Doug: I've included a few images from the book. The Internet is rife with more full-page scans if you choose to research further. You should also visit Kirk Demarais' website at Secret Fun Spot. I was sure to show you details on the toy soldiers I myself was disappointed by, as well as Sea Monkeys (who never looked like they did in the ad, sadly...). And below -- who could forget Count Dante, Deadliest Man Alive! I smiled. But then I already told you that...


Inkstained Wretch said...

I never ordered anything from those ads. I was kind of a cynical kid and just assumed they were either scams or the merchandise was really shoddy.

So, Doug, what's the lowdown? Was I basically right or where there treasures that I missed?

On a related note, I do remember sending in a bunch of cereal box tops in somewhere to get a Boba Fett action figure and sure enough he arrived in the mail a month later. Now that was a cool thing for a kid, especially since the figure wasn't available in atores at the time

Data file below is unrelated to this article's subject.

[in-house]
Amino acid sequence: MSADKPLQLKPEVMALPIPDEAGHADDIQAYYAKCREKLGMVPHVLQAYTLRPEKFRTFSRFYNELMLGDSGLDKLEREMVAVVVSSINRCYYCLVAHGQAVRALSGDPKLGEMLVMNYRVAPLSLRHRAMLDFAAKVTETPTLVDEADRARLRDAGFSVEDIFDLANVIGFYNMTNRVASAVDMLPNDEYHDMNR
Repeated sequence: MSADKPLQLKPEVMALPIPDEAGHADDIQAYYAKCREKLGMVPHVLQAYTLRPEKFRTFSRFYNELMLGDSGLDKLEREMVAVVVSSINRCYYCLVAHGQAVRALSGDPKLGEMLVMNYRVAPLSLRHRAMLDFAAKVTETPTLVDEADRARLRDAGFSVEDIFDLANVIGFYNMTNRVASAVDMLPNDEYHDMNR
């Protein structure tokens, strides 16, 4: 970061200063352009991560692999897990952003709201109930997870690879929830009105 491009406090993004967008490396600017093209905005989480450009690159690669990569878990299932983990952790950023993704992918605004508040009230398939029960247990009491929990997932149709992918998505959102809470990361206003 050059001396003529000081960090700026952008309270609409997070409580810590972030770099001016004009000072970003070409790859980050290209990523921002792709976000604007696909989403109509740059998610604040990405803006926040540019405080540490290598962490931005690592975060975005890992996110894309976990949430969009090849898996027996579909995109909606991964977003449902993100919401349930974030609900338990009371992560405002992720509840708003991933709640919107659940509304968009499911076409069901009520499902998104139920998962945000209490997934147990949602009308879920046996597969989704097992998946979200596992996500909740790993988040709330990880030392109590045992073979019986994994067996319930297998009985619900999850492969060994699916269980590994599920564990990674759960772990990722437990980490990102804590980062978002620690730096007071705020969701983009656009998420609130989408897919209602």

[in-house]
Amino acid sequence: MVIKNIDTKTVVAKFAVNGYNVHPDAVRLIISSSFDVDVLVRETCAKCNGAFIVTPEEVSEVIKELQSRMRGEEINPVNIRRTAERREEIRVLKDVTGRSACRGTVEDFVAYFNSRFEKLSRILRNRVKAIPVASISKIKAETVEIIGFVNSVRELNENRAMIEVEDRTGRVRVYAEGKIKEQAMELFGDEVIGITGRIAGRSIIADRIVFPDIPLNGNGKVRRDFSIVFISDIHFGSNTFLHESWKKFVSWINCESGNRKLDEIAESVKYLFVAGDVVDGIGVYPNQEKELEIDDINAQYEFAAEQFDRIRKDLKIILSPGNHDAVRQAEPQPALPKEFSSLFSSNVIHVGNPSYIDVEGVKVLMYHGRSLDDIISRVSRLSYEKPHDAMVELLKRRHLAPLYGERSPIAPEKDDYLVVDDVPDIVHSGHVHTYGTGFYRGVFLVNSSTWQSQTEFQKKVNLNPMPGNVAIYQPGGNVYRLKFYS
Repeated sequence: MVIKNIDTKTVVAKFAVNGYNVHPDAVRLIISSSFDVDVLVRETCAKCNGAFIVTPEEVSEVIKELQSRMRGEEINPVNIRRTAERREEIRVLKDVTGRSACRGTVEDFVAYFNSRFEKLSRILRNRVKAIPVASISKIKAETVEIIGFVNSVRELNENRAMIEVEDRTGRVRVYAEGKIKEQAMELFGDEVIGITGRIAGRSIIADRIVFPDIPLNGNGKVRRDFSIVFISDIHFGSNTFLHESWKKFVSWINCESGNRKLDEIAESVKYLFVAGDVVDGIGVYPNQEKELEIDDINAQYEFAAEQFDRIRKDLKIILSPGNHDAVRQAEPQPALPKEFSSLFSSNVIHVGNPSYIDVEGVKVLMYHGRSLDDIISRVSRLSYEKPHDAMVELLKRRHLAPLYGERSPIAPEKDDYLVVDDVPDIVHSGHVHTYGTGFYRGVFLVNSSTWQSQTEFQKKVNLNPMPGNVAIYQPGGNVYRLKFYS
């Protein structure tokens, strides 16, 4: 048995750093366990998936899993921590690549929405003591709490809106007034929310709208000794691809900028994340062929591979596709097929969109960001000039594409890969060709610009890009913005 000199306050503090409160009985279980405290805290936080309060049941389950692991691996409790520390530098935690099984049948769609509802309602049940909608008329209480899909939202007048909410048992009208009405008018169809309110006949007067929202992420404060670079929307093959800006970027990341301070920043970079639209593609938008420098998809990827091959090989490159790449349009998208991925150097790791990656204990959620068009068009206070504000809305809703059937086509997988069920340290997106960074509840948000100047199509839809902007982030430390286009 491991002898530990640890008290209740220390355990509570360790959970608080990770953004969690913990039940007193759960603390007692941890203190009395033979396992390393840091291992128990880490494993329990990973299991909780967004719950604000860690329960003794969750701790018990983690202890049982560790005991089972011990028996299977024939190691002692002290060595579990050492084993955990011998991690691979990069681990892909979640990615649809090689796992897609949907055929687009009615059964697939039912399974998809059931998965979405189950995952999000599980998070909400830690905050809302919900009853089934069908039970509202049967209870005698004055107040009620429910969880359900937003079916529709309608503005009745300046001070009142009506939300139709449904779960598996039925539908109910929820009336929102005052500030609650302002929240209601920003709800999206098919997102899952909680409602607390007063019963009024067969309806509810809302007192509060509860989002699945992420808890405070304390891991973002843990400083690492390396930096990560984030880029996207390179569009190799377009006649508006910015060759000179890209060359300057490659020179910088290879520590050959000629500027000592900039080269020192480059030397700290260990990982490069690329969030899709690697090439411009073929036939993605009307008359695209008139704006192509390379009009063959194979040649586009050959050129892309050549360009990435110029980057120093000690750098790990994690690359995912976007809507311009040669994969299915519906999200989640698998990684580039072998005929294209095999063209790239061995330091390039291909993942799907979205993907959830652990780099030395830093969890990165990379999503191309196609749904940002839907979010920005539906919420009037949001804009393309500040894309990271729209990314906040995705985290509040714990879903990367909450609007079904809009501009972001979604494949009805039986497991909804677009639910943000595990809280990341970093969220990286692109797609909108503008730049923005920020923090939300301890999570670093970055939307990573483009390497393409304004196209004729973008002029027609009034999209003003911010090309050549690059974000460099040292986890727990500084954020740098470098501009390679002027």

Doug said...

It's hit-and-miss as to how customer satisfaction ran on the products profiled in the book. Some of the stuff seemed pretty cool; others were just junk. The toy soldiers that I bought (pictured) were in the junk category.

What's neat about the book, though, is some history on the mail-order companies and their wares. Some products failed, but then became successful when re-branded.


Anonymous said...

i had the american rebolution soldiers in red and blue. my brother and i had lots of fun with them even though they were just cheap, poorly molded plastic lumps.

--matt alias anonymous

david_b said...